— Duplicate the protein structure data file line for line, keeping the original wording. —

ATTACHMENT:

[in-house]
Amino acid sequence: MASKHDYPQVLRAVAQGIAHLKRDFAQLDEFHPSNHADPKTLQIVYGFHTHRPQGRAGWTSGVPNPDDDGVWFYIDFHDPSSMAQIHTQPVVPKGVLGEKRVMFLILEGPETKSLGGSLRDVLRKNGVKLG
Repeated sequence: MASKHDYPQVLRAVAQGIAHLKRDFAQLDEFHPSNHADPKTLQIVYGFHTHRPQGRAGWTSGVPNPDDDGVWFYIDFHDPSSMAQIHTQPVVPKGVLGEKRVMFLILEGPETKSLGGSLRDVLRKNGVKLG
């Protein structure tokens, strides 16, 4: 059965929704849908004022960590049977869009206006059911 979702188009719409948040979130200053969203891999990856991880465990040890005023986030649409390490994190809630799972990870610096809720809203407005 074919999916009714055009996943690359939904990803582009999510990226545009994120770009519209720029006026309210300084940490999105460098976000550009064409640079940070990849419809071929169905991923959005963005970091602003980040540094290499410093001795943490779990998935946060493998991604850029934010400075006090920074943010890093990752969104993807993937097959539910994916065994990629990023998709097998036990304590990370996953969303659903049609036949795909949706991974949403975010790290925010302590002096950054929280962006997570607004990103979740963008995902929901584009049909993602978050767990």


[in-house]
Amino acid sequence: MASKHDYPQVLRAVAQGIAHLKRDFAQLDEFHPSNHADPKTLQIVYGFHTHRPQGRAGWTSGVPNPDDDGVWFYIDFHDPSSMAQIHTQPVVPKGVLGEKRVMFLILEGPETKSLGGSLRDVLRKNGVKLG
Repeated sequence: MASKHDYPQVLRAVAQGIAHLKRDFAQLDEFHPSNHADPKTLQIVYGFHTHRPQGRAGWTSGVPNPDDDGVWFYIDFHDPSSMAQIHTQPVVPKGVLGEKRVMFLILEGPETKSLGGSLRDVLRKNGVKLG
């Protein structure tokens, strides 16, 4: 059965929704849908004022960590049977869009206006059911 979702188009719409948040979130200053969203891999990856991880465990040890005023986030649409390490994190809630799972990870610096809720809203407005 074919999916009714055009996943690359939904990803582009999510990226545009994120770009519209720029006026309210300084940490999105460098976000550009064409640079940070990849419809071929169905991923959005963005970091602003980040540094290499410093001795943490779990998935946060493998991604850029934010400075006090920074943010890093990752969104993807993937097959539910994916065994990629990023998709097998036990304590990370996953969303659903049609036949795909949706991974949403975010790290925010302590002096950054929280962006997570607004990103979740963008995902929901584009049909993602978050767990």